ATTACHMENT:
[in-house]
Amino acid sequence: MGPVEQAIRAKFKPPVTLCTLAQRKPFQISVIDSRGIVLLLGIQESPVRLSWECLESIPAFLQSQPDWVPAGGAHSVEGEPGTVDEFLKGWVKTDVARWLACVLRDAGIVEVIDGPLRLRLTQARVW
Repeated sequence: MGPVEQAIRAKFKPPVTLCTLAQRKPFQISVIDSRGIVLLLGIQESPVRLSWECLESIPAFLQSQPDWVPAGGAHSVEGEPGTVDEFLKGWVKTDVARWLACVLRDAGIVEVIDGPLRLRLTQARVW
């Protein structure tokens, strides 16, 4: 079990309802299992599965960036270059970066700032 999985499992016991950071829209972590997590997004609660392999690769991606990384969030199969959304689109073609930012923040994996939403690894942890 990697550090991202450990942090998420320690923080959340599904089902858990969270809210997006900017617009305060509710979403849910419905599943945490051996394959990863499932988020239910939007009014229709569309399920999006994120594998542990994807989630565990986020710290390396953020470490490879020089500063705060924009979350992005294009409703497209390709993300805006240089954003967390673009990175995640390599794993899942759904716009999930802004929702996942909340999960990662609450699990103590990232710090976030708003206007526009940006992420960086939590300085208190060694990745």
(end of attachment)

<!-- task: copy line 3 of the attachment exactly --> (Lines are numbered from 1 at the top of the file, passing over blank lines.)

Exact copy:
Repeated sequence: MGPVEQAIRAKFKPPVTLCTLAQRKPFQISVIDSRGIVLLLGIQESPVRLSWECLESIPAFLQSQPDWVPAGGAHSVEGEPGTVDEFLKGWVKTDVARWLACVLRDAGIVEVIDGPLRLRLTQARVW